Departing Enda Kenny reiterates commitment to post-Brexit Anglo-Irish relations
THE UK's withdrawal from the EU poses "unprecedented political, economic and diplomatic challenges" for Ireland, outgoing Taoiseach Enda Kenny has said.
Attending his first formal engagement since resigning as Fine Gael leader, Mr Kenny told British-Irish Chamber of Commerce members that the forthcoming Brexit negotiations would be "complex and challenging for all parties".
He said over the past 18 months his government had been "proactive, concerted and strategic" in its approach.
The taoiseach, who resigned as Fine Gael leader on Wednesday, said the Republic was fully committed to EU membership but respected the outcome of the UK referendum.
"But while Britain and Ireland are taking different paths in terms of EU membership, we are also firmly committed to ensuring that our strong and unique relationship will remain constant – these two things should not be regarded as mutually exclusive," he said.
He said that while the relationship between Britain and Ireland had sometimes been fraught, in recent years it had become one of "close neighbours and friends".
"This has been exemplified by recent state visits between our two countries – something we would once have considered impossible," he said.
The taoiseach said he was hopeful the Stormont peace talks, which have been suspended because of the Westminster election, would continue to a successful conclusion.
"It is critically important to see devolved government restored and working effectively in the interests of the people of Northern Ireland, not least in the context of Brexit," he said.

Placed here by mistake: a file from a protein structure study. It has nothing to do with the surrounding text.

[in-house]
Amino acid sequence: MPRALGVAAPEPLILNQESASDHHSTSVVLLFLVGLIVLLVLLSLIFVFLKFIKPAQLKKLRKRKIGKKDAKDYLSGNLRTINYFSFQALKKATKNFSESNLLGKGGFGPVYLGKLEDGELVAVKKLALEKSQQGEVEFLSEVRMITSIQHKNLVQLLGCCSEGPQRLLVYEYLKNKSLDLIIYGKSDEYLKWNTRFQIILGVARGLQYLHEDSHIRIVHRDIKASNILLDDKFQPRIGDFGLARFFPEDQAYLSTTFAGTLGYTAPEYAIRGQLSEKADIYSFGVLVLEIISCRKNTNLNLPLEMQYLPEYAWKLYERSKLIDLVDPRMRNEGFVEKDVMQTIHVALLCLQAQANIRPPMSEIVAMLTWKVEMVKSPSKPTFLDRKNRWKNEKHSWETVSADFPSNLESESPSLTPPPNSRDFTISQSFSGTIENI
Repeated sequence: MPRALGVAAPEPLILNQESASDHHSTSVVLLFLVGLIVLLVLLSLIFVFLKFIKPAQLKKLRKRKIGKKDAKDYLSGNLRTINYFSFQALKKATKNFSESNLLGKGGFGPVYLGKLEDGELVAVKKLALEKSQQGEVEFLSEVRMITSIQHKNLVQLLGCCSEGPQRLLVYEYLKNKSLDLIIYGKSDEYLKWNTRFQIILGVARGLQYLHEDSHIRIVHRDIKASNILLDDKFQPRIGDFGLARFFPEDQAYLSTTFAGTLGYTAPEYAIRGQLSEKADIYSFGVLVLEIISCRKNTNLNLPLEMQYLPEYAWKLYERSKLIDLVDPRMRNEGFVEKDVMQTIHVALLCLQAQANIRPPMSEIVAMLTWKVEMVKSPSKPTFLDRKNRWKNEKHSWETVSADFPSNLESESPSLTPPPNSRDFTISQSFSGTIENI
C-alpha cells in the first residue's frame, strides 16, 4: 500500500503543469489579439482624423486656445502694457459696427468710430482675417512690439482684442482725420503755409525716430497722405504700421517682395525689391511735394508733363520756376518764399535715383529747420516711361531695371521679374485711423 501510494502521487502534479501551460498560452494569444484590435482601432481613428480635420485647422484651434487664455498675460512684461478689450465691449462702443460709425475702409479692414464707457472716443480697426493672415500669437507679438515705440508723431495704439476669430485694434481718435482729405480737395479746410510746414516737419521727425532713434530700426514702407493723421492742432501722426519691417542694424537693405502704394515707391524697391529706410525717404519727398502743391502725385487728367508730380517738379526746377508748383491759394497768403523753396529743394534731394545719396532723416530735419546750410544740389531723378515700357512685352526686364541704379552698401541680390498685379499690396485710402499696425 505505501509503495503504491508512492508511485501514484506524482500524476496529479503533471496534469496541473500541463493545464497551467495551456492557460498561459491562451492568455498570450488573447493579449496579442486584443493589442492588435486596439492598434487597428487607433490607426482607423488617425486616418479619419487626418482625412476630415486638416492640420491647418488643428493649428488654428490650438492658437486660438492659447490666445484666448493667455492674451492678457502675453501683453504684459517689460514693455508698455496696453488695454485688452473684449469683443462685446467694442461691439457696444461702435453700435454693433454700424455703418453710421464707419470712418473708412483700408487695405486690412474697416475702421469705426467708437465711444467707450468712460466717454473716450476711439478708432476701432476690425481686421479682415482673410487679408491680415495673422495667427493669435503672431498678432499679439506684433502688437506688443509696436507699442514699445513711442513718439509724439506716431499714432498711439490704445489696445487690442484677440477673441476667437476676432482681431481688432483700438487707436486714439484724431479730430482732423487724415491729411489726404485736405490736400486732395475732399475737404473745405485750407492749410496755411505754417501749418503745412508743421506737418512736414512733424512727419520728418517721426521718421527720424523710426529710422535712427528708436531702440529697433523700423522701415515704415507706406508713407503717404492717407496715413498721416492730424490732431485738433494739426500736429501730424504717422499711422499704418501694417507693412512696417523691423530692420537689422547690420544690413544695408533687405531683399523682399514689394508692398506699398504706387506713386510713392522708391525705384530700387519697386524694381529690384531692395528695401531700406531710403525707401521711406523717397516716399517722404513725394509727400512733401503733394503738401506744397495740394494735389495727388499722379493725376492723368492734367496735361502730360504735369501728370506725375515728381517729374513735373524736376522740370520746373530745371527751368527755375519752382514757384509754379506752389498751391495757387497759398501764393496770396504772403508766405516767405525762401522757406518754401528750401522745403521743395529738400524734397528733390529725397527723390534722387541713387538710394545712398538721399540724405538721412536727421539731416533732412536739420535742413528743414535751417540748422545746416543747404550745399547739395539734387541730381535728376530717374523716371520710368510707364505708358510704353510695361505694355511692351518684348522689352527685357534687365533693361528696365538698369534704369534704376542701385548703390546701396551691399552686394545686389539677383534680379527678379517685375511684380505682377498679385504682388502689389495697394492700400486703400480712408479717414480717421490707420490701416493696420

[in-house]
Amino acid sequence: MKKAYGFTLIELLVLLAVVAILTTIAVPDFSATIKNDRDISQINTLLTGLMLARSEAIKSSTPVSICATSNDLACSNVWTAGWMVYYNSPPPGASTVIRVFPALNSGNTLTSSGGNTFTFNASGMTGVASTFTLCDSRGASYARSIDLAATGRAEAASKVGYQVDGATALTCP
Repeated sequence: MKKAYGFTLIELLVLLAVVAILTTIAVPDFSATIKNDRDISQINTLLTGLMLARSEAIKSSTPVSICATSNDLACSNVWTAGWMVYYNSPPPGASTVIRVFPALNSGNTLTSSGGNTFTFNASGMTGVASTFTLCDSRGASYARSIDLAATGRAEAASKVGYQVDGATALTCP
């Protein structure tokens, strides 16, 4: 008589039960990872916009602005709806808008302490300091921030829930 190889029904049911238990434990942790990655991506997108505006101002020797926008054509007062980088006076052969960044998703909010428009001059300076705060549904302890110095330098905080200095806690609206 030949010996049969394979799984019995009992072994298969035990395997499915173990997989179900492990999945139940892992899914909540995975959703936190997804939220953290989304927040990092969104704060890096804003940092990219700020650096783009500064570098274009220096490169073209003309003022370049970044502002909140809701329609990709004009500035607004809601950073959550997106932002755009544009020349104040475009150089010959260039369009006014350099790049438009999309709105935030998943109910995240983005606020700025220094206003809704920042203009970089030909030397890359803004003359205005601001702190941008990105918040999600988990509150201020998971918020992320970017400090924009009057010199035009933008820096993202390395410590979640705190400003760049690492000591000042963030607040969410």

"My government has sought to protect the interests of the island as a whole in its extensive preparatory work on Brexit and will continue to advocate very strongly for Northern Ireland's interests to be protected."
He said the Dublin government had engaged with other EU member states to ensure the peace process was fully protected and that the Good Friday Agreement and subsequent agreements were not undermined by Brexit.
Mr Kenny said the "hard work on this has paid off".
"The European Council has also confirmed that the EU treaties will apply to the entire territory of a united Ireland, in the event that this is realised under the Good Friday Agreement," he said.
"In doing this, the EU is continuing its commitment to supporting and protecting the peace process."
The taoiseach said that since the Republic joined the then EEC in 1973, it had "learned to step out of the shadow of our bigger neighbour".
"We are much more open to the wider world than we used to be," he said.
"Though the inter-linkages between our two countries persist, the extent to which Ireland has made its own mark is clear and will stand to us as we look to our continued future within a strong EU, of which the UK is no longer a member."
He said the partnership between Irish and British officials would continue.
"We understand each other and think alike on many matters of importance," he said.
"We have long-standing arrangements in place for detailed and meaningful bilateral consultation, engagement and co-operation on a range of policy matters – this will continue."
Mr Kenny said he wanted to maintain the "closest possible trading relationship based on a level playing field between the UK and the EU, including Ireland".
"But also be clear that Ireland's economic interests lie firmly in a strong and well-functioning EU with continued and unfettered access to the single market," he said.
He said he was encouraged by commitment to avoid a hard border and that his government would foster all aspects of the unique relationship that exists between Britain and Ireland.